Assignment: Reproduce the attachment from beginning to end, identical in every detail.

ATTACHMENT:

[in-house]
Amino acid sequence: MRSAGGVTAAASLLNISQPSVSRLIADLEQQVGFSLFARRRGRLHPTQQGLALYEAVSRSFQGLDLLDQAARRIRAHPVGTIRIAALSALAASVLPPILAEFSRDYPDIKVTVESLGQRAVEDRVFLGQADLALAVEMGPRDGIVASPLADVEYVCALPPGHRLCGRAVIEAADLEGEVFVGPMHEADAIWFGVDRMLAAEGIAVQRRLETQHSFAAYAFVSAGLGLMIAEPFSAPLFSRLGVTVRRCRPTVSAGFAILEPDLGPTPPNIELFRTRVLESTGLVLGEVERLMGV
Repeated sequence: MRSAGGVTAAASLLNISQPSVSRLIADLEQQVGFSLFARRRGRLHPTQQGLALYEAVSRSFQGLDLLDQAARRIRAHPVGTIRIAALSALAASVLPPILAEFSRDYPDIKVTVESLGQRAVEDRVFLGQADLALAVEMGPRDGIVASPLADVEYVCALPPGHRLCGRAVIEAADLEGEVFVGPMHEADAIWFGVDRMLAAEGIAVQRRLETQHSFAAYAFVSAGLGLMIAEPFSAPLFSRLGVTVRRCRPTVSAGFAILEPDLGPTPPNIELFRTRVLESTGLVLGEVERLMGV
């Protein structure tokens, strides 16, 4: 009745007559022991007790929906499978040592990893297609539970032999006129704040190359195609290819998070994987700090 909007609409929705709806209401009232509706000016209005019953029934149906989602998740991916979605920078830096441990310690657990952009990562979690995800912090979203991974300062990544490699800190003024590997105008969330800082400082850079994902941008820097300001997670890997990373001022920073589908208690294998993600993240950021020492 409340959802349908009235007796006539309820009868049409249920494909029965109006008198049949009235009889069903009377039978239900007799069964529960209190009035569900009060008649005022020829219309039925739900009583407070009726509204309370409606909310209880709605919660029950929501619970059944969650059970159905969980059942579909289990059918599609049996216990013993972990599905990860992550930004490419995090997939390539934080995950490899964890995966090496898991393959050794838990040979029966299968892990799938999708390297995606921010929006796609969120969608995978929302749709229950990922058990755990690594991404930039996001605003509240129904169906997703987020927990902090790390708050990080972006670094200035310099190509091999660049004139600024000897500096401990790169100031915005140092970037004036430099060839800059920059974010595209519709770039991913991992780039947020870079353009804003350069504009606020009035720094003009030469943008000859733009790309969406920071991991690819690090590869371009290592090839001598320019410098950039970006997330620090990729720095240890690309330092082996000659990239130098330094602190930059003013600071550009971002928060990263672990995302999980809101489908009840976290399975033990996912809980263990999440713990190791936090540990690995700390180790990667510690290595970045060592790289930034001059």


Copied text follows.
[in-house]
Amino acid sequence: MRSAGGVTAAASLLNISQPSVSRLIADLEQQVGFSLFARRRGRLHPTQQGLALYEAVSRSFQGLDLLDQAARRIRAHPVGTIRIAALSALAASVLPPILAEFSRDYPDIKVTVESLGQRAVEDRVFLGQADLALAVEMGPRDGIVASPLADVEYVCALPPGHRLCGRAVIEAADLEGEVFVGPMHEADAIWFGVDRMLAAEGIAVQRRLETQHSFAAYAFVSAGLGLMIAEPFSAPLFSRLGVTVRRCRPTVSAGFAILEPDLGPTPPNIELFRTRVLESTGLVLGEVERLMGV
Repeated sequence: MRSAGGVTAAASLLNISQPSVSRLIADLEQQVGFSLFARRRGRLHPTQQGLALYEAVSRSFQGLDLLDQAARRIRAHPVGTIRIAALSALAASVLPPILAEFSRDYPDIKVTVESLGQRAVEDRVFLGQADLALAVEMGPRDGIVASPLADVEYVCALPPGHRLCGRAVIEAADLEGEVFVGPMHEADAIWFGVDRMLAAEGIAVQRRLETQHSFAAYAFVSAGLGLMIAEPFSAPLFSRLGVTVRRCRPTVSAGFAILEPDLGPTPPNIELFRTRVLESTGLVLGEVERLMGV
């Protein structure tokens, strides 16, 4: 009745007559022991007790929906499978040592990893297609539970032999006129704040190359195609290819998070994987700090 909007609409929705709806209401009232509706000016209005019953029934149906989602998740991916979605920078830096441990310690657990952009990562979690995800912090979203991974300062990544490699800190003024590997105008969330800082400082850079994902941008820097300001997670890997990373001022920073589908208690294998993600993240950021020492 409340959802349908009235007796006539309820009868049409249920494909029965109006008198049949009235009889069903009377039978239900007799069964529960209190009035569900009060008649005022020829219309039925739900009583407070009726509204309370409606909310209880709605919660029950929501619970059944969650059970159905969980059942579909289990059918599609049996216990013993972990599905990860992550930004490419995090997939390539934080995950490899964890995966090496898991393959050794838990040979029966299968892990799938999708390297995606921010929006796609969120969608995978929302749709229950990922058990755990690594991404930039996001605003509240129904169906997703987020927990902090790390708050990080972006670094200035310099190509091999660049004139600024000897500096401990790169100031915005140092970037004036430099060839800059920059974010595209519709770039991913991992780039947020870079353009804003350069504009606020009035720094003009030469943008000859733009790309969406920071991991690819690090590869371009290592090839001598320019410098950039970006997330620090990729720095240890690309330092082996000659990239130098330094602190930059003013600071550009971002928060990263672990995302999980809101489908009840976290399975033990996912809980263990999440713990190791936090540990690995700390180790990667510690290595970045060592790289930034001059």